Just last month, people were wondering why the Obama White House would not install solar panels, even when asked point blank to do so. This week we have an update: The White House will install solar panels and a solar water heater on the roof. The first family will join the millions of Americans who derive some of their power from the sun.

The announcement renews a commitment to renewable power that began more than thirty years ago when solar panels went up on the Carter White House. But this time, there is a twist. In addition to agreeing to install solar panels, the White House will select the solar provider through a competitive bidding process managed by the Department of Energy.

It’s a testament to both the remarkable growth the solar sector has seen since the 1970s that today there are a multitude of commercial solar technology providers that can compete on price.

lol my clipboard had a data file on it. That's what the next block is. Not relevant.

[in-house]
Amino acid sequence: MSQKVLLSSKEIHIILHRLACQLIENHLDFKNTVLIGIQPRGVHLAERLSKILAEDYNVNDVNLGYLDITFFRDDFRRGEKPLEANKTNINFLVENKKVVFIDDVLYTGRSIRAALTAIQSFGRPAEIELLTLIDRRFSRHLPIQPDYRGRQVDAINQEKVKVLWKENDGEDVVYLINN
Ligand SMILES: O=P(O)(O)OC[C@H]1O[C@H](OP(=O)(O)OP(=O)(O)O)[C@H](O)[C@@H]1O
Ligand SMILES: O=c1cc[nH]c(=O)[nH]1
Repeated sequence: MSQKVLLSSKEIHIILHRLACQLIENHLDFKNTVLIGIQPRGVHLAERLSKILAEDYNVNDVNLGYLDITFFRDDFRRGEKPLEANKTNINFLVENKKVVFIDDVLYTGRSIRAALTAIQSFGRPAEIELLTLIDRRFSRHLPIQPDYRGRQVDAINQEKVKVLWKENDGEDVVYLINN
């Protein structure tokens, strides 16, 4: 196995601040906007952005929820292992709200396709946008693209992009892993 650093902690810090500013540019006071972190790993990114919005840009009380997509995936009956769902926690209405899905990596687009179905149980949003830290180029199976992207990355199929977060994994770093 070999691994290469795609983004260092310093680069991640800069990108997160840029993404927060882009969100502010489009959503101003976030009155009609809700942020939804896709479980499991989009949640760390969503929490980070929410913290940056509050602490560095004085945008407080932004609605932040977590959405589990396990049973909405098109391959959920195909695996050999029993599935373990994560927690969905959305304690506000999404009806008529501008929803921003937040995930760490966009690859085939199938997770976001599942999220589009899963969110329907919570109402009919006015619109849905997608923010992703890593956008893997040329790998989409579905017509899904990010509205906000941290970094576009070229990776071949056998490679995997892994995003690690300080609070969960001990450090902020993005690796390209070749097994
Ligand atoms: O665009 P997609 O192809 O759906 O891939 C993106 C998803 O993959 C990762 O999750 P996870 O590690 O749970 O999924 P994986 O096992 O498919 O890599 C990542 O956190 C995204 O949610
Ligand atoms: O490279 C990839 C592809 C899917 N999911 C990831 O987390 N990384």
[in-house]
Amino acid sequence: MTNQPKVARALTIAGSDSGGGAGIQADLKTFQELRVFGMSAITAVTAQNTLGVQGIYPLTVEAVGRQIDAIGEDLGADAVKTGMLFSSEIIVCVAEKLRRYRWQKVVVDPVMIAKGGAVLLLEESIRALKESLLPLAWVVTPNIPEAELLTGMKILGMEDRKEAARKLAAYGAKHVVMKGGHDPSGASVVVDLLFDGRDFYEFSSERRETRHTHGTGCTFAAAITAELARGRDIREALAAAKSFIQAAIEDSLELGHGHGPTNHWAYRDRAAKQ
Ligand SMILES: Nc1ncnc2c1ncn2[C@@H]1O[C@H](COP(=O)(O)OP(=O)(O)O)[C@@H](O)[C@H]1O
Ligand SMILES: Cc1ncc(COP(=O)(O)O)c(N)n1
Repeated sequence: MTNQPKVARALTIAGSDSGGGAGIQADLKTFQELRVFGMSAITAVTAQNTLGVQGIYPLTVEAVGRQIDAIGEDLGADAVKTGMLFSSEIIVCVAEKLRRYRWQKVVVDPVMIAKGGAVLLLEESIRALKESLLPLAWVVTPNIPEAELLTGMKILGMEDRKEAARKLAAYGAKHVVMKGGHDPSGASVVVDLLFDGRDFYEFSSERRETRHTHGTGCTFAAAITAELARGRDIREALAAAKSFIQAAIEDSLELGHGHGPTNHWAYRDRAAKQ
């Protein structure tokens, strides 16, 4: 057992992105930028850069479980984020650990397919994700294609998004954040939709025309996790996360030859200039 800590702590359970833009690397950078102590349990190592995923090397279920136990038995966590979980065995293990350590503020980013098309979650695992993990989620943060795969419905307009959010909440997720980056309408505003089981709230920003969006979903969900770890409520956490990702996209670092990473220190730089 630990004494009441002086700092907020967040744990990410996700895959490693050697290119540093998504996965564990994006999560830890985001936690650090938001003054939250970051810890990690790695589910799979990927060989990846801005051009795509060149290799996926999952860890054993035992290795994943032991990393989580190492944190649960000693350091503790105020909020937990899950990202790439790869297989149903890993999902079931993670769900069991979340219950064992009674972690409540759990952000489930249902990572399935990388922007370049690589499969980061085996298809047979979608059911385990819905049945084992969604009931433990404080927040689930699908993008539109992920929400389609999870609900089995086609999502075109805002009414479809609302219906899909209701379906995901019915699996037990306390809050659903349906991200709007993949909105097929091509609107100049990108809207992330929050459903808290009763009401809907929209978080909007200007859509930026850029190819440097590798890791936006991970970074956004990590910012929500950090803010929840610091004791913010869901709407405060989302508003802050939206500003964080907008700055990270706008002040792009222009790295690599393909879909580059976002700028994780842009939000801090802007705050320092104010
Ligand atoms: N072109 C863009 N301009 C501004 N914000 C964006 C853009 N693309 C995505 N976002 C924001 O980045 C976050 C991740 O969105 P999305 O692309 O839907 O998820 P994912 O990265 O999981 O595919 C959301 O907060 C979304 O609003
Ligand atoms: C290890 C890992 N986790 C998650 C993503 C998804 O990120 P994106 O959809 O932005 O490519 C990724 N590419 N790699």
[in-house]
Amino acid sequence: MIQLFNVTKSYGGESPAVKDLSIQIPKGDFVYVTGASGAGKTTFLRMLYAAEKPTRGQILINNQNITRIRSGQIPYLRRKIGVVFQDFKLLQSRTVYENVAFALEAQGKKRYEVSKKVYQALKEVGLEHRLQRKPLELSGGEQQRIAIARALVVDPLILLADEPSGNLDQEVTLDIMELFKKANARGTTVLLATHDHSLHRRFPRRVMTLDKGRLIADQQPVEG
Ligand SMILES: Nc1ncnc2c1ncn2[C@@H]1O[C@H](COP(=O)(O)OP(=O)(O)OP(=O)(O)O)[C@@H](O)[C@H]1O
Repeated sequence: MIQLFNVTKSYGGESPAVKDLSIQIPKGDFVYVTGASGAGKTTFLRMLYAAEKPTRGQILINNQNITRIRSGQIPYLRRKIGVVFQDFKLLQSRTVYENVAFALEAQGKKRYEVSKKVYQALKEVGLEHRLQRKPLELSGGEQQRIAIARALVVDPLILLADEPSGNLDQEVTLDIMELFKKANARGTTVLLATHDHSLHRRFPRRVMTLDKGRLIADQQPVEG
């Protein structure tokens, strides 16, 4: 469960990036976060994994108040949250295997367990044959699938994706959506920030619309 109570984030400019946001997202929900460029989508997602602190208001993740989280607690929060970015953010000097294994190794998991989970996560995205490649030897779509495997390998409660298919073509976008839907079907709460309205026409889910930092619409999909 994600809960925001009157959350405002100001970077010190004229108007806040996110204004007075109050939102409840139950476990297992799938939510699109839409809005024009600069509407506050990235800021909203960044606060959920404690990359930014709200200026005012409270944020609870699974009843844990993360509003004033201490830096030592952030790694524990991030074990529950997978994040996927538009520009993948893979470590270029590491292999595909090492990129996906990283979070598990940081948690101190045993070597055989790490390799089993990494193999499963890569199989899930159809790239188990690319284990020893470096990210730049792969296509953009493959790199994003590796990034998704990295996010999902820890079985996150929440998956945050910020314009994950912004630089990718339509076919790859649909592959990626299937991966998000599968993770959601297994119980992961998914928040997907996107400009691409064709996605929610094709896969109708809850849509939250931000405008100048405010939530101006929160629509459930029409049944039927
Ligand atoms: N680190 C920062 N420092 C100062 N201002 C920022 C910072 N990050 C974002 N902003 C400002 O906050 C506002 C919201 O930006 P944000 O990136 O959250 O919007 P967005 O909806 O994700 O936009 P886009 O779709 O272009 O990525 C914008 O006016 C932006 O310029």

But, it is also important to remember that not all of the improvement since then has been good for the United States. While it is fair to assume that the White House will use American-made solar technology, the reality is that most of the world’s solar technology – including much of that used in the U.S. – is made in China. And that reality will make the moment when those solar panels finally go up on the White House roof somewhat bittersweet.

While solar technology has become widespread, too many solar technology jobs – like so many oil industry and manufacturing jobs — are now based overseas. To achieve true energy security, the U.S. needs to focus not just on producing our own power, but on making the underlying equipment and technology.